Last spring, an employee decided to replace their deck as the wood was getting old and falling apart. After much research they decided to go with a composite. That first summer they realized that the decking material gets super hot! Their small children were burning the bottoms of their feet while scurrying across to make it to the grass. The employee quickly ordered an outdoor rug for the deck, which was a great purchase and largely solved the problem.

Putting down a rug was a simple solution to a problem encountered at home, but what about when we’re away? That’s why we have shoes, you may say! But what about your dogs? While we might not have any idea how hot the ground beneath our shoes actually is, a dog doesn’t have that layer of protection!

We’re writing this short post as a reminder that some surfaces can become hot enough to burn your pet’s paws.

Asphalt, because of its color, absorbs a lot of the sun’s rays and therefore becomes much hotter—and is one of the worst offenders when it comes to burning feet/paws. Concrete can also get quite hot (although the lighter color doesn’t absorb as much light): on an 85 degree day, concrete can reach temperatures of 105 degrees. Asphalt, meanwhile, might reach a frightening 130 degrees!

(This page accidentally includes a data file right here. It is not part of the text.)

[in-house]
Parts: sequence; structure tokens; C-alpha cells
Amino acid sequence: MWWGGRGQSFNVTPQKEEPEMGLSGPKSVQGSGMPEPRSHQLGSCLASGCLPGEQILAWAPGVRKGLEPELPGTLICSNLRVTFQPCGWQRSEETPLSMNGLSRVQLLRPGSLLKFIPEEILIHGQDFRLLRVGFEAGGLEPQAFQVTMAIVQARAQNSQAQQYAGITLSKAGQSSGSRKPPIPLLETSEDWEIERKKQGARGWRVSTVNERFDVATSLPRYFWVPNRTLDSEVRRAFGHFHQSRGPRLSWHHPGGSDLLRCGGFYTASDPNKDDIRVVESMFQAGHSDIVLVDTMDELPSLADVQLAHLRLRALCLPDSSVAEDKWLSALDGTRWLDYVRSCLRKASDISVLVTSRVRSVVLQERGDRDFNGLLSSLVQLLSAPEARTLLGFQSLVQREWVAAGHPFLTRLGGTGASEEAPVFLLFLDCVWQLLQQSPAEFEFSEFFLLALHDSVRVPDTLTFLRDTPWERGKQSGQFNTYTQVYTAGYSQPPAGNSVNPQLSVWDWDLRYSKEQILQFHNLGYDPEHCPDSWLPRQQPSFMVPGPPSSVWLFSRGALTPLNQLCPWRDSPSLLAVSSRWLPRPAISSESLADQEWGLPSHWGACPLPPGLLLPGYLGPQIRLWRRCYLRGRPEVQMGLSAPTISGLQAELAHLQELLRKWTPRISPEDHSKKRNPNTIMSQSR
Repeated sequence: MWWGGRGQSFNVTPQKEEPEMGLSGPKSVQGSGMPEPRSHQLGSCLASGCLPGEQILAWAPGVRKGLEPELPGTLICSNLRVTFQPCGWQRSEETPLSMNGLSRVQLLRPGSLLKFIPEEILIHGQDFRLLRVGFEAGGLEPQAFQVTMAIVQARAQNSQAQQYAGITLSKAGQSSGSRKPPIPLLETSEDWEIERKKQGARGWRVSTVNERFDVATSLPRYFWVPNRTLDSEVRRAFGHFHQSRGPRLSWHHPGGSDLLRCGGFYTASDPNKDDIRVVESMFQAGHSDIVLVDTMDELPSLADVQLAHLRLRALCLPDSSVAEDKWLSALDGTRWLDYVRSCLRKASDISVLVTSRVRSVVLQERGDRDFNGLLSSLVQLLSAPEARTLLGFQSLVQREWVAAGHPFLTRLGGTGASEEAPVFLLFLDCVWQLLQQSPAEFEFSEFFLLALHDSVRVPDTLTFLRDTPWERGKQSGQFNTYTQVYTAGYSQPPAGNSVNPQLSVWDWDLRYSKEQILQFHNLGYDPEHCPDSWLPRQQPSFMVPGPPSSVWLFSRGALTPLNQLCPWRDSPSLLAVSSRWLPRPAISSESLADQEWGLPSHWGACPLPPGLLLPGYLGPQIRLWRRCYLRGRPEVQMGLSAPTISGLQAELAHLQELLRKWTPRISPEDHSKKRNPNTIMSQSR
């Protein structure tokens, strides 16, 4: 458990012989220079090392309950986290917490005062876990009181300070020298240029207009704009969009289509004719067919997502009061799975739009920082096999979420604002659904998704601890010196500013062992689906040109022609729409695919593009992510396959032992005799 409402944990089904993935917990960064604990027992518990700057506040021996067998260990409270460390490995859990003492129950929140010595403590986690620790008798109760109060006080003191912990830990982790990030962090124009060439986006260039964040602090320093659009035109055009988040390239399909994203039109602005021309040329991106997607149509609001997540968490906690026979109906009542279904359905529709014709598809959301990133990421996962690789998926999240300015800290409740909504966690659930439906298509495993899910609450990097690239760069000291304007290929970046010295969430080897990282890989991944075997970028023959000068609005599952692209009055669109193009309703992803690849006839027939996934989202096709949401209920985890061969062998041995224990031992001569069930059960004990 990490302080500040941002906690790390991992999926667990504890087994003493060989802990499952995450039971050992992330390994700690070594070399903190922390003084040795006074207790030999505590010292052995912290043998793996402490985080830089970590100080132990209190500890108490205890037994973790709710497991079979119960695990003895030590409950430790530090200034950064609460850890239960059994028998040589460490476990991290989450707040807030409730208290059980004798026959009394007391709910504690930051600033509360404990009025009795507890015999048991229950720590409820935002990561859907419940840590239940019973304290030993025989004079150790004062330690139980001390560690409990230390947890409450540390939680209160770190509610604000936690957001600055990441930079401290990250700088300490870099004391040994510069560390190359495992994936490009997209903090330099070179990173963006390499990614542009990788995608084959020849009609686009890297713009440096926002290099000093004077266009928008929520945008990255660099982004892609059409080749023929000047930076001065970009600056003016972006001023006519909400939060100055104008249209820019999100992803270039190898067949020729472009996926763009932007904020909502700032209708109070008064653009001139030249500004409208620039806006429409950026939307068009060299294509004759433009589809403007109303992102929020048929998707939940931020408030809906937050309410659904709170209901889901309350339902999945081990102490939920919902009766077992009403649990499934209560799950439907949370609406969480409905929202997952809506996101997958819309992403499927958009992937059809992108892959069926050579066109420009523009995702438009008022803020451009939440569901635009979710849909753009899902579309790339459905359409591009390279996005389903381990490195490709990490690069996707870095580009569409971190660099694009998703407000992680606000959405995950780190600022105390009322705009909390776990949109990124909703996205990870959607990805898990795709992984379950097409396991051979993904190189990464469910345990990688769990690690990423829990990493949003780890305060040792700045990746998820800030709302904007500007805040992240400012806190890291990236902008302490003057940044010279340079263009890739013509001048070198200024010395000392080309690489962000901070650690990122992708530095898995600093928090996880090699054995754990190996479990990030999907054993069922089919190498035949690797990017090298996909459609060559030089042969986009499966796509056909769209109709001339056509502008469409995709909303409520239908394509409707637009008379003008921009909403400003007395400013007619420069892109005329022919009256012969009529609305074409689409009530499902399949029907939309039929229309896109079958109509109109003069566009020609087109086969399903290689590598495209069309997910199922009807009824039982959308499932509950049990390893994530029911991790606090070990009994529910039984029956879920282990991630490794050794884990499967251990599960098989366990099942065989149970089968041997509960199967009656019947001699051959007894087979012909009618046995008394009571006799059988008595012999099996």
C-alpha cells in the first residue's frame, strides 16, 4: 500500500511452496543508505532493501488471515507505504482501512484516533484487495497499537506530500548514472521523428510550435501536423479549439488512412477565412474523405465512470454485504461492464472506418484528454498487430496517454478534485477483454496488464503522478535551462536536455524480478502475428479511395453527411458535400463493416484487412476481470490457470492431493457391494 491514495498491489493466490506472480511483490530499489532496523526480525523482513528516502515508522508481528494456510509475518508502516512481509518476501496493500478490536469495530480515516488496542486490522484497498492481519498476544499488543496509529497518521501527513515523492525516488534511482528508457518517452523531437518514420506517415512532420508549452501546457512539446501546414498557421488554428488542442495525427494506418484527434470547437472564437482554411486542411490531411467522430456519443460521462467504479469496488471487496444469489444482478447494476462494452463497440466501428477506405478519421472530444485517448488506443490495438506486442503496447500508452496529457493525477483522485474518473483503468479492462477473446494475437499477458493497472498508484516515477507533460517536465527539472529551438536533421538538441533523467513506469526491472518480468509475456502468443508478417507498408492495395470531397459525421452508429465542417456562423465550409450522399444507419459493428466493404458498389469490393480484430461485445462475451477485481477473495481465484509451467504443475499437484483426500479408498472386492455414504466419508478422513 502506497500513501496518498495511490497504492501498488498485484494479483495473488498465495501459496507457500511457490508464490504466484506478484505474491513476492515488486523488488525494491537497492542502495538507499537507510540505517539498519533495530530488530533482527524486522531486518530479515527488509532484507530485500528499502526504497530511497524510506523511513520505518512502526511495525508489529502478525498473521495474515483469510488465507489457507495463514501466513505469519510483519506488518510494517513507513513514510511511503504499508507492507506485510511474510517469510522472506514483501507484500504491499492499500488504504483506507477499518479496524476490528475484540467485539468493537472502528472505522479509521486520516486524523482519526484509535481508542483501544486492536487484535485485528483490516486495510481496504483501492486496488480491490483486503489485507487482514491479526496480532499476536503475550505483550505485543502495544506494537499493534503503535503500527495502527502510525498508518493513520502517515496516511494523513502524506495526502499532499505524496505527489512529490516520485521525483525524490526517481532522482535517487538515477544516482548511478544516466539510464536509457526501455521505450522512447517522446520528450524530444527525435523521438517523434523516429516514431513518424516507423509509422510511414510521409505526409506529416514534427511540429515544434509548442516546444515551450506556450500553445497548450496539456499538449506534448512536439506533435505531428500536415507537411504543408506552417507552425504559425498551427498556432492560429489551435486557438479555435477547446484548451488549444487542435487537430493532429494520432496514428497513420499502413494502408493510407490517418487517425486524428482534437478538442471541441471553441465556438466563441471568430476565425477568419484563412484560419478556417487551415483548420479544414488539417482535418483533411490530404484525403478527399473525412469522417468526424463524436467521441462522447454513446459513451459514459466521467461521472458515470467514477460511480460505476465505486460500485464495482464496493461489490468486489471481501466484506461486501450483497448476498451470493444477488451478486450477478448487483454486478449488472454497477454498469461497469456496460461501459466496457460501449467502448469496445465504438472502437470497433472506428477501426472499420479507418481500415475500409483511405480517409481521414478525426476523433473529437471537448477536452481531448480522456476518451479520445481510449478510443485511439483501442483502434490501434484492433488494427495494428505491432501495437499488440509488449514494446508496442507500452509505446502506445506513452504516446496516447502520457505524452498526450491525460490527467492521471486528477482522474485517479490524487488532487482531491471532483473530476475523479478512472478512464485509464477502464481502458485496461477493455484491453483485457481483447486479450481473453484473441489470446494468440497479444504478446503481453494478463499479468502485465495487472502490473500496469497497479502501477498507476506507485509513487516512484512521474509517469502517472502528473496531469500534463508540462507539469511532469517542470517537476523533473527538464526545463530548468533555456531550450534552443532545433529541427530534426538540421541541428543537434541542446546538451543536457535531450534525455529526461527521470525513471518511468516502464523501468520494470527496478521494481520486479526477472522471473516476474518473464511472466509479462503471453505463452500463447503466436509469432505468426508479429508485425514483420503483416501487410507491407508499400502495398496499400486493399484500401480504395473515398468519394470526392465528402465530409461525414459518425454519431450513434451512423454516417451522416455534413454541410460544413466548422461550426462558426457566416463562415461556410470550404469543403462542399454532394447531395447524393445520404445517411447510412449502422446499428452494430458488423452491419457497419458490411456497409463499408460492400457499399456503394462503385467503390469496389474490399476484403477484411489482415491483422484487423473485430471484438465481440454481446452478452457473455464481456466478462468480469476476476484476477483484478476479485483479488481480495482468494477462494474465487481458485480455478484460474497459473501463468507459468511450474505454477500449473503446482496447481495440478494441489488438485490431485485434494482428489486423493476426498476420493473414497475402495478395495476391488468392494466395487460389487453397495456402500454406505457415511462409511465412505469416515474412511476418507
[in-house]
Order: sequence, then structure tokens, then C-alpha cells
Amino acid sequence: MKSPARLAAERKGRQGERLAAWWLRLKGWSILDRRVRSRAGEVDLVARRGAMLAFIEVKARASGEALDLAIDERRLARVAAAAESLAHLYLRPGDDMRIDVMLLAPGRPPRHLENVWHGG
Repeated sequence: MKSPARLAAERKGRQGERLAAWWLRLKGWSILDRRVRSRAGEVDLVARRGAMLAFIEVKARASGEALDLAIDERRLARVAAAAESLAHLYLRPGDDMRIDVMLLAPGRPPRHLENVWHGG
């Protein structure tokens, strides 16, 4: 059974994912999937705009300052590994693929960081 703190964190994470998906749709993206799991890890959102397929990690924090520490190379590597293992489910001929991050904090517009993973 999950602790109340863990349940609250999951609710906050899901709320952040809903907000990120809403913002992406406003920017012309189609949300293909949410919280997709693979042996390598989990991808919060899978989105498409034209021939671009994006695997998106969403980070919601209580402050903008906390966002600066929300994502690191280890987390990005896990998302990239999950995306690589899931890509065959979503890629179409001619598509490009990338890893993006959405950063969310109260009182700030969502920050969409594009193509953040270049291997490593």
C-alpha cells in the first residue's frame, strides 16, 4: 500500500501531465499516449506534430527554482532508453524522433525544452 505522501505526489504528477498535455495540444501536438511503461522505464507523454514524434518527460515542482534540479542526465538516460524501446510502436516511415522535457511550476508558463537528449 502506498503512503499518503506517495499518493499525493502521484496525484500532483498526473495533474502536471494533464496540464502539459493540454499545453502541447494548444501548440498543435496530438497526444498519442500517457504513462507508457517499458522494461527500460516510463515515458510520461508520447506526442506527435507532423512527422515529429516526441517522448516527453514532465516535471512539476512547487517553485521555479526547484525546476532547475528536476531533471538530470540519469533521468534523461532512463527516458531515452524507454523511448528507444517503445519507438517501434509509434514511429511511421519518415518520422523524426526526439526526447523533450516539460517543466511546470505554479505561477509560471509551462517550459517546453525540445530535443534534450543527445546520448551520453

Who doesn’t enjoy taking their dog to the lake? It’s a wonderful way to cool off, but don’t spoil your day by accidentally burning your feet and your dog’s paws on hot sand. When the sun is blazing, it may be more comfortable to keep to the grass or a shaded area.

Sometimes it’s better to just avoid the heat instead, and we suggest taking your pet for walks or other outdoor adventures in the morning or evening, when the weather is cooler and surface temperatures are more tolerable.

What to do if you think your pet’s paws are burned?

Unfortunately paw pad burns can be difficult to treat because the paw is in constant use. The paw is in contact with the ground which can lead to infection. We recommend bringing your pet in to the vet for a visit if you suspect a burn. Bandages and rest may be required, or antibiotics if the vet finds an infection.

Paw burns are easily preventable and awareness of weather conditions and a bit of planning can go a long way in keeping your pet healthy and happy on these hot summer days!

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Ann Arbor Animal Hospital is a locally-owned animal hospital operating for over 90 years in Ann Arbor, MI.